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Retail Returns Abound – Sustainable?

REPOST: Jeff Berman, MMH

Just over 50% of the total annual retail package return shipments occur each January. This year was no different and set a record for the 5th consecutive year. UPS reports that 6M parcels were returned during the first week of January.  The flow peaked at 1.4M items on January 3- National Returns Day. This figure outpaced the 2017 returns by 8% and followed on the heels of heavy consumer returns each day in December leading up to the holiday. MHI reports that the seasonal impact from returns can even exceed total online sales for a retailer in that season.

Retailers Get Proactive

The returns piece of retail business strategy today may not be sustainable. But those companies able to open their arms and welcome return shipments strengthen the ties to their buyers. Today’s transparency of B2C transactions requires that retailers match competitive policies when it comes to item returns. And while a huge proportion of returns fall in the category of ‘changed my mind’, large percentages come about because of supply chain snafus or late arrival resulting in a drop in the item’s utility to the buyer.

As retailers embrace the growing reality and impact of return shipments, they have begun some creative programs aimed to motivate consumers to bring products back to a store or store affiliate. Amazon returns are now accepted at Kohl’s and Whole Foods. Walmart recently released a new app feature designed to speed the in-store process for customers making returns. And services like Happy Returns function by accepting back products in a mall kiosk, consolidating them, and then return shipping them to the various online retailers. Firms like Optoro arose to assist retailers with the management and resale of their excess or returned inventory.

Sustainable Supply Chain

Today pretty much every smartphone comes back through the supply chain for repair, resale or recycle. As the Internet of Things becomes reality, more and more electronic equipment, machines, and appliances come on line each month. This will require that the scale of reverse logistics channels equals that of forward logistics in order to keep pace. Think Smartphone as perhaps the first near-perfect example for building this type of circular logistics infrastructure.

Continue Reading Here.

Retail Returns Abound – Sustainable?
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Warehouse Space: some have it-some need it

REPOST: David M Levitt, Bloomberg.com

The rising cost for limited warehouse space is a continuing challenge in the supply chain. A new report (seen above) lists ten U.S. cities that may be most ready to capitalize on the situation. In the table, Phoenix scores the best vacancy rate- still only at 8%. South Florida and Stockton, CA both enjoy an enviable situation with over 6M square feet currently under construction.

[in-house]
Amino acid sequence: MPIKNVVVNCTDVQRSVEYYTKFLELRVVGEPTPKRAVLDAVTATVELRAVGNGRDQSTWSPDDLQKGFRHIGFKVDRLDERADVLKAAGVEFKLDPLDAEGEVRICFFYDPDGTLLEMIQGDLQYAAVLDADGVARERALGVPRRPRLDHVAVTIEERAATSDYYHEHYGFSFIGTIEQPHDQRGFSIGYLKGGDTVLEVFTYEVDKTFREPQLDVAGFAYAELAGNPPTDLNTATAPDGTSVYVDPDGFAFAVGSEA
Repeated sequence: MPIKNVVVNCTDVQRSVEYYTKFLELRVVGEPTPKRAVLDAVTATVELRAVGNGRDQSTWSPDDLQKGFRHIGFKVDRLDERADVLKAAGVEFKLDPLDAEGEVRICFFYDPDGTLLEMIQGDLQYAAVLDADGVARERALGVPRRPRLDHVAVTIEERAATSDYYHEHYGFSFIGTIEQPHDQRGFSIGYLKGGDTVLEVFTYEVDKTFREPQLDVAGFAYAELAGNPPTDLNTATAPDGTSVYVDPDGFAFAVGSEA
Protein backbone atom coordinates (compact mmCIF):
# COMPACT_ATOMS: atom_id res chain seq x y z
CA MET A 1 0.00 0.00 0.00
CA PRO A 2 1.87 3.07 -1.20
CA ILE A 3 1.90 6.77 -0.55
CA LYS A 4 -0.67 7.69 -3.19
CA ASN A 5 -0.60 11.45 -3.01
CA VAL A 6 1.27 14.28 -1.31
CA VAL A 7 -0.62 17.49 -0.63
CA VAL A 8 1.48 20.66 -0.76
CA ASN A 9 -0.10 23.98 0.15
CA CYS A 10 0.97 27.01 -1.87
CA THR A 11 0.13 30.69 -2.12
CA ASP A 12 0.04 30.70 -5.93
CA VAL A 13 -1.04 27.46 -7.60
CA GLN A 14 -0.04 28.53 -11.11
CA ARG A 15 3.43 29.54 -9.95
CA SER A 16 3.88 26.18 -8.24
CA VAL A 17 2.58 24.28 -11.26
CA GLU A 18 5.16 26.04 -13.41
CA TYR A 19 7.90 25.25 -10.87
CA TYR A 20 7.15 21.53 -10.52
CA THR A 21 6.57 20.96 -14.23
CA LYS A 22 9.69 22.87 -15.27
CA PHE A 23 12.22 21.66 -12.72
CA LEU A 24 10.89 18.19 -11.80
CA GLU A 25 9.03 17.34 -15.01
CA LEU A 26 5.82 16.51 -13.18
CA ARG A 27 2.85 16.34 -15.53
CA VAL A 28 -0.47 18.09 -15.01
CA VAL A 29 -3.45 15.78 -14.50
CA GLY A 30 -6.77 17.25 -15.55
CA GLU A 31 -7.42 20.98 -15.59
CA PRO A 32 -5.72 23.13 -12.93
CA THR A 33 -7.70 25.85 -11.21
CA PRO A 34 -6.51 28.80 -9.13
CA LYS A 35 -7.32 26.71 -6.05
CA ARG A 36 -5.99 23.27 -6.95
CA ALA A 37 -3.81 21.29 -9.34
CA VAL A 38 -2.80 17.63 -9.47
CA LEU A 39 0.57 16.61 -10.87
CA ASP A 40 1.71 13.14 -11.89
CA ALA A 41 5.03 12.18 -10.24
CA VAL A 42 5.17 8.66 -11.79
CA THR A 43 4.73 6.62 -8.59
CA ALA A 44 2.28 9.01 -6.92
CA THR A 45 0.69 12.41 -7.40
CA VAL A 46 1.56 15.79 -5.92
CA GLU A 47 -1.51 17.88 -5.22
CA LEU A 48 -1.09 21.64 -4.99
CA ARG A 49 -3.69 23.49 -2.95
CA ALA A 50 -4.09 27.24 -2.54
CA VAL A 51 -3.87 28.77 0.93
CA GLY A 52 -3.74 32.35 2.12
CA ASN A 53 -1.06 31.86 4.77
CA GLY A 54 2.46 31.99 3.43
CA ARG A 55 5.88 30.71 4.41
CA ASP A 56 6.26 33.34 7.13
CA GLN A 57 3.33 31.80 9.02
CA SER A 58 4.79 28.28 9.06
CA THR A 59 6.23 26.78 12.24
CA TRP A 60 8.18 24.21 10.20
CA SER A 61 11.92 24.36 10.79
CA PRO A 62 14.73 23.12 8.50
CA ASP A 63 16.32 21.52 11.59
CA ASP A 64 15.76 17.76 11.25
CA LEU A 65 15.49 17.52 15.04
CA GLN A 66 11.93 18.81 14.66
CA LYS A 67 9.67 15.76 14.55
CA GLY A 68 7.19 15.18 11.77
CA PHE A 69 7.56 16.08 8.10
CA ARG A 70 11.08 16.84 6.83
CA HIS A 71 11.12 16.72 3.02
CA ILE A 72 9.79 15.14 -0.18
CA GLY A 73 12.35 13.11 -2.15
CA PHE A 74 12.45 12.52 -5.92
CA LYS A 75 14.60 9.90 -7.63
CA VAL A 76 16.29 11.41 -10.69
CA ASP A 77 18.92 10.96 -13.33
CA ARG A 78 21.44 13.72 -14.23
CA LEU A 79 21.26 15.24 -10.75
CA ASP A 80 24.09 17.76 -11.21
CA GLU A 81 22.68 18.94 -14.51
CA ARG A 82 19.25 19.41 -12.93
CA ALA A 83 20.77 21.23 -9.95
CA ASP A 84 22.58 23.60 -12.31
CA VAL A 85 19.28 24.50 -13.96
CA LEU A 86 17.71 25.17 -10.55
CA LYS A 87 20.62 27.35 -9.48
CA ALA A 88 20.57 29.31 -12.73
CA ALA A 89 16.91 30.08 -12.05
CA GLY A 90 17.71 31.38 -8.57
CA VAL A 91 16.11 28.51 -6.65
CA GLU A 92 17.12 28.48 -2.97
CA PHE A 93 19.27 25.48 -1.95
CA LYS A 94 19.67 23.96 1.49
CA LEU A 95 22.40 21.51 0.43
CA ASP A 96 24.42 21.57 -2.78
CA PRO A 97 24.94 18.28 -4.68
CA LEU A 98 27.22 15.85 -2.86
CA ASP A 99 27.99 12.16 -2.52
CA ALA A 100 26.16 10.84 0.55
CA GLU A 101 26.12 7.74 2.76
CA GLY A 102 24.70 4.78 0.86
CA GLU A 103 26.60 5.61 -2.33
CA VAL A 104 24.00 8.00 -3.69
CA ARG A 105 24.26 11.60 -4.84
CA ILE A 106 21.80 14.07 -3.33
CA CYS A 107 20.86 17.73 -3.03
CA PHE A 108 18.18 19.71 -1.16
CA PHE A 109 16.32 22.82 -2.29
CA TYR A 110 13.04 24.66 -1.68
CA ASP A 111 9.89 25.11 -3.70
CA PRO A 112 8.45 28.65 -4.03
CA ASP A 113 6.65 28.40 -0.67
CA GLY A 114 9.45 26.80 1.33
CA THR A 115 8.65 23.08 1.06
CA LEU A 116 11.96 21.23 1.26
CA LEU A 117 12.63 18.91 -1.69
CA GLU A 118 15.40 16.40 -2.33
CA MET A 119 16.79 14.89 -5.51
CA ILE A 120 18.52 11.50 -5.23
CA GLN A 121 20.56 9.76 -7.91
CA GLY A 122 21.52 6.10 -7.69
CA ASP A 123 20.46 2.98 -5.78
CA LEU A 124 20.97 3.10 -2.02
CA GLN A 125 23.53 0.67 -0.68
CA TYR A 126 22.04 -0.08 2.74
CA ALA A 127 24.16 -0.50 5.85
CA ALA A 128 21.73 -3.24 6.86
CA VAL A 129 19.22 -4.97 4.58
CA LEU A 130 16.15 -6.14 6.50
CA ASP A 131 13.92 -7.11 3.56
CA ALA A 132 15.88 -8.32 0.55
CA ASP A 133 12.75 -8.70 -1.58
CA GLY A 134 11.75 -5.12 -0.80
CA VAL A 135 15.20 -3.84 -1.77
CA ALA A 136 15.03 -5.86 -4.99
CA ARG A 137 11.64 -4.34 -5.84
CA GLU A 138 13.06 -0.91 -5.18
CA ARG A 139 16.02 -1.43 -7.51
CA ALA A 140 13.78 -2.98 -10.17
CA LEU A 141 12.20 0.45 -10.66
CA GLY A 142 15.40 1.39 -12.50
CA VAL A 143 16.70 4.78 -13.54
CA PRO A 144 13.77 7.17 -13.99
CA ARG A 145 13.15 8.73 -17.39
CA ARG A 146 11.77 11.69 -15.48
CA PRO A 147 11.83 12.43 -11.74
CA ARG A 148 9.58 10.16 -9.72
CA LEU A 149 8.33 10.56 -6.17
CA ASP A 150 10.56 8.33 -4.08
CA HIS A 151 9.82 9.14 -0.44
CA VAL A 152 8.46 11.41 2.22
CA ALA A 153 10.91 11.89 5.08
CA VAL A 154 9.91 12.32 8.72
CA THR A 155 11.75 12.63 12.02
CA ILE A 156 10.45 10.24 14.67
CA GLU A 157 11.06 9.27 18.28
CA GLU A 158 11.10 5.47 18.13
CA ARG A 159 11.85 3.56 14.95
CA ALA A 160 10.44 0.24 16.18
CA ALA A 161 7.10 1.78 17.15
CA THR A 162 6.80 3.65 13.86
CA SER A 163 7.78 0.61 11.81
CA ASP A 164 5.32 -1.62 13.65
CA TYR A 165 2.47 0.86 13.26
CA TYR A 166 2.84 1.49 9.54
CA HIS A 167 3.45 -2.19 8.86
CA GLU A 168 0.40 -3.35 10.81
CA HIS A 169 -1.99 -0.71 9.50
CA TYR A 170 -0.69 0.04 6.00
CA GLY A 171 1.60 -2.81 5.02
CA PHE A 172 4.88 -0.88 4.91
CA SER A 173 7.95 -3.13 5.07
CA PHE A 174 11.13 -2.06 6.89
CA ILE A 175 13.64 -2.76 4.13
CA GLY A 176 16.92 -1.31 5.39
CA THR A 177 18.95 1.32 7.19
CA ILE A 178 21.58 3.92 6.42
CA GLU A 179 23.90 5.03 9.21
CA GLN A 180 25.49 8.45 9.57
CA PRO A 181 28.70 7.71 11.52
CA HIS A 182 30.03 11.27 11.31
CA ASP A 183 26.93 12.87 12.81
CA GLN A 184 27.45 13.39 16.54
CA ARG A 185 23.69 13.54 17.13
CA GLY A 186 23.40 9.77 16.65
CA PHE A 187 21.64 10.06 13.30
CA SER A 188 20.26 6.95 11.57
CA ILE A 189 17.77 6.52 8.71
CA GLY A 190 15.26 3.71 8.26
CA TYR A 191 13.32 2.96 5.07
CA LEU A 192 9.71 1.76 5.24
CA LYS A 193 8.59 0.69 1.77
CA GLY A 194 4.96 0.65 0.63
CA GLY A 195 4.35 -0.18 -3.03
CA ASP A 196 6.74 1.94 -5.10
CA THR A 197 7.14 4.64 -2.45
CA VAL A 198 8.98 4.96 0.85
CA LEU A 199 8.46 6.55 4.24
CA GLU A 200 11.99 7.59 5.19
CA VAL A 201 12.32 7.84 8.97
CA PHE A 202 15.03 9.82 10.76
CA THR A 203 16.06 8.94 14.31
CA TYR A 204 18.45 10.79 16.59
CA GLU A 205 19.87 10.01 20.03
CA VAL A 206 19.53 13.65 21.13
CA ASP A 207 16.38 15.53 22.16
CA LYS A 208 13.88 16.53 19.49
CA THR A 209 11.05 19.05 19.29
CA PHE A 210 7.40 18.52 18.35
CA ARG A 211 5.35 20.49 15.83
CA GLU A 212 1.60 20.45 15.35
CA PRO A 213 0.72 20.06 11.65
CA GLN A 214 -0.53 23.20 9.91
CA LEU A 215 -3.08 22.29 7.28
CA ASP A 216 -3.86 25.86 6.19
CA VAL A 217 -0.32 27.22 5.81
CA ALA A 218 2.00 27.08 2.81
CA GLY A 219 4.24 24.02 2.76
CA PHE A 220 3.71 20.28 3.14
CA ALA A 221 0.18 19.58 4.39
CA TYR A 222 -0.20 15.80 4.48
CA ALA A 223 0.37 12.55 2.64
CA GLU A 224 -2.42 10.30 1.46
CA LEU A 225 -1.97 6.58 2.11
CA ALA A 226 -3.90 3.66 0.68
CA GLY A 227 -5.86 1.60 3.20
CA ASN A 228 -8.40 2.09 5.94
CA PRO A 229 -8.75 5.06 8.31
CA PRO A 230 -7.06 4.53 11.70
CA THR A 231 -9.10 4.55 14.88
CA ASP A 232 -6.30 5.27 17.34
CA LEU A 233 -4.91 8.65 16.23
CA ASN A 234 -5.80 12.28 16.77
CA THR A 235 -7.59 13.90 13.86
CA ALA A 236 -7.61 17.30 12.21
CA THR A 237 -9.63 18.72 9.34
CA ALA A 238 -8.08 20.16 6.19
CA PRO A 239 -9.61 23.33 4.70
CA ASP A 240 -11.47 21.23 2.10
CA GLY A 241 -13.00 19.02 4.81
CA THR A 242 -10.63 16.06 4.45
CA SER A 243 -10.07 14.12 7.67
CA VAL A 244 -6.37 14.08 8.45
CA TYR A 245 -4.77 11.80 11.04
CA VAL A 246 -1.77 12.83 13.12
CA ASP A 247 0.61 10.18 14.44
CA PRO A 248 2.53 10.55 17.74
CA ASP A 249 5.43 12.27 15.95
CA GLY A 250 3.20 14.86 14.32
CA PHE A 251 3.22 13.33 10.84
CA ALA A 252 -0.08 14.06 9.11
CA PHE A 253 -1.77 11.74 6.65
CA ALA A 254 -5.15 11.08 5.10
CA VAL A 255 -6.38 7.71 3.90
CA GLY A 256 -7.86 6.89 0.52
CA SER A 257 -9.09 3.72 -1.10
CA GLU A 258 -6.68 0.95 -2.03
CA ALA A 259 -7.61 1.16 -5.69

Back in a November post, we explored the growth of vertical development in certain real estate markets. Decision makers seek flexible technology solutions such as voice workflows to gain efficiencies in place of expansion or or move. This high demand for industrial real estate is expected to continue – supported by online shopping and the strong economic conditions- and as such, other new options are “popping up.”

Efforts to Match Demand to Capacity: 

Companies looking to lower costs while quickly fulfilling their online orders are turning to seasonal or single event pop-up warehouses. Some options are semi-permanent warehousing and can serve to more quickly satisfy certain growing markets or key urban locations. And the pressing demand for workable last-mile logistics solutions is also a driver. There are clear similarities between the on-demand warehouse space and the well known providers in the gig economy such as Uber and Airbnb. All providers aim to efficiently match demand to capacity.

Industrial real estate firms strive to match owners of excess warehouse space with users or retail shippers that need it on a short term basis. The strong growth in ecommerce further challenges the historic warehousing model.  This is caused by the need for 3 or even 4 times the warehouse space to assure quick access and handle the reality of increased SKU counts. Blending of technologies is being employed in these new and evolving warehousing space solutions.  But the picking of products is still done mainly by human pickers. And in these situations, voice picking can boost both productivity and accuracy by 20% or more.

Click on the “Request a Meeting” button at the top of our blog page to talk with one of our industry experts today.

Warehouse Space: some have it-some need it